For everyone has to carry his own load. This refers to having to take responsibility for his own works and not for others. Note that when we all stand before God in judgment (see Hebrews 9:27) we must carry the burden (responsibility) for ourselves alone, and not for anyone else.
2 Corinthians 5:9-10 – 9Wherefore we labour, that, whether present or absent, we may be accepted of him. 10For we must all appear before the judgment seat of Christ; that every one may receive the things [done] in [his] body, according to that he hath done, whether [it be] good or bad.
It is the soul that sins that will die (Ezekiel 18:20).
But just as in Adam all potentially die, in Christ all shall potentially live.
1 Corinthians 15:22 – For as in Adam all die, even so in Christ shall all be made alive. Of course, while all could die in Adam, not all will die, and while all could live in Christ, not all will live. This is where bearing our own burden eventually leads us: to the judgment, where all must face God as Judge; where those who have called upon the name of the Lord to be saved will live, and those whose names are not written in the Book of Life will die (Revelation 20:15).
We are responsible for our own works and no other person can assist us here; only Christ who bore the burden (sin) for all mankind may carry the burden for each of us if we hand it over to Him.
And, our glorying ultimately will not be (can not be) in our own works, lest any man should boast (Ephesians 2:8-9), but only in the cross of Jesus. Paul is leading up to this theme of only glorying in the cross of Christ in
Galatians 6:13-14 – 13For neither they themselves who are circumcised keep the law; but desire to have you circumcised, that they may glory in your flesh. 14But God forbid that I should glory, save in the cross of our Lord Jesus Christ, by whom the world is crucified unto me, and I unto the world.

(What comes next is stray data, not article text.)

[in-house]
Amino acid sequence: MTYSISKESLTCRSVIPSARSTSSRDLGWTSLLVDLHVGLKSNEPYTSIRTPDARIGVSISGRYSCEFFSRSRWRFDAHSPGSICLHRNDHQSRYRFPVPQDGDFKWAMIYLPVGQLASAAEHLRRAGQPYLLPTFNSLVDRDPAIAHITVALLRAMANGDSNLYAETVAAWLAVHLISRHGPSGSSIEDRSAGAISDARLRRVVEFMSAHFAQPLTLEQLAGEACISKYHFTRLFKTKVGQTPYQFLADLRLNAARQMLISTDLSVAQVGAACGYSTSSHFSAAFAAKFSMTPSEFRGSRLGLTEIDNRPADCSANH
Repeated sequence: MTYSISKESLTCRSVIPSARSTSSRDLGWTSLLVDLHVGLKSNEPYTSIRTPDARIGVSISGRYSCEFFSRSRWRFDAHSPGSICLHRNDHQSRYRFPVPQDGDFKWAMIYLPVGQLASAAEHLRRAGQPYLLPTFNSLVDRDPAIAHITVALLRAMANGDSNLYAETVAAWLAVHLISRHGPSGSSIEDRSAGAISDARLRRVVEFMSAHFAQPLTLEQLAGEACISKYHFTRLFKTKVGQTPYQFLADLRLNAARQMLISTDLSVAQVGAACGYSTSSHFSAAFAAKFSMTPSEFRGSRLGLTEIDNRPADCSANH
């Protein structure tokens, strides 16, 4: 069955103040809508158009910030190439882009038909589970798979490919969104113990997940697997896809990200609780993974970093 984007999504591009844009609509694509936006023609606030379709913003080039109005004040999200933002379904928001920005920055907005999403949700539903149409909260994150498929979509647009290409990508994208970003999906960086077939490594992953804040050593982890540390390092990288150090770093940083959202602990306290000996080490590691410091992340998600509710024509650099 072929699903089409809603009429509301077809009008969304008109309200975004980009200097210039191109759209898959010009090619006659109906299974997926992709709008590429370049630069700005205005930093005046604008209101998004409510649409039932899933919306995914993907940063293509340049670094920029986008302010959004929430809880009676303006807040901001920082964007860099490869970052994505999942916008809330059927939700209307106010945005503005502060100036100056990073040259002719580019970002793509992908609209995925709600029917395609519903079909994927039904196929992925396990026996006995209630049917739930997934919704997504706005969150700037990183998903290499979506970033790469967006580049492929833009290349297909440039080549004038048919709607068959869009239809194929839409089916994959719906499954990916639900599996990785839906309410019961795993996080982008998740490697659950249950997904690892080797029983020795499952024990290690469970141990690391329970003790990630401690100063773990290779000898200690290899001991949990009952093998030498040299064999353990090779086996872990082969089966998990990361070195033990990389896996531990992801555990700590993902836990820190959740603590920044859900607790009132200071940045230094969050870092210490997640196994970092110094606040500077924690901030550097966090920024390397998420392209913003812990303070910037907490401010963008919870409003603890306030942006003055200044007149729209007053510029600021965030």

When all is said and done, nothing we do in the flesh can ever reap anything other than corruption, while what we do in the Spirit will reap us everlasting life.
Galatians 6:8 – For he that soweth to his flesh shall of the flesh reap corruption; but he that soweth to the Spirit shall of the Spirit reap life everlasting.
This is a major theme of Galatians: the two opposing sides of the flesh (the old man sin nature) and the Spirit-nature. Each side is assessed by its works, either of the Spirit or of the flesh, and each demonstrates its direction, either heaven or hell.
Everyone must choose this day which side he will serve, God or Mammon (the love of the world), because you cannot serve both (Matthew 6:24). And, if you do nothing about this choice, then the default option is hell. What do you have to do to go to hell? Nothing! (John 3:18) Paul is spelling it out in Galatians. Choose good that you may live; and your works will demonstrate the choice you have made, echoing Moses in the desert.
Deuteronomy 30:19 – I call heaven and earth to record this day against you, [that] I have set before you life and death, blessing and cursing: therefore choose life, that both thou and thy seed may live: